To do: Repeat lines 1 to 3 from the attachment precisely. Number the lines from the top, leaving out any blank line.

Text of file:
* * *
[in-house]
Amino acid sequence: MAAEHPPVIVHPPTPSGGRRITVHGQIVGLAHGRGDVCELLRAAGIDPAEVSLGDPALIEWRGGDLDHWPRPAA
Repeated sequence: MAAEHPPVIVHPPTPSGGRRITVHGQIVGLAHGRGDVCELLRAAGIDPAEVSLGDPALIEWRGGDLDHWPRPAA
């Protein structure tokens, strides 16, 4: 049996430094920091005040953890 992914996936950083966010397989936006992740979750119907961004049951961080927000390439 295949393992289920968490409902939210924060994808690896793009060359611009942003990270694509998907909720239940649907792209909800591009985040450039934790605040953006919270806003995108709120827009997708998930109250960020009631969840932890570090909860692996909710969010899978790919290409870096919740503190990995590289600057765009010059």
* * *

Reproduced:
[in-house]
Amino acid sequence: MAAEHPPVIVHPPTPSGGRRITVHGQIVGLAHGRGDVCELLRAAGIDPAEVSLGDPALIEWRGGDLDHWPRPAA
Repeated sequence: MAAEHPPVIVHPPTPSGGRRITVHGQIVGLAHGRGDVCELLRAAGIDPAEVSLGDPALIEWRGGDLDHWPRPAA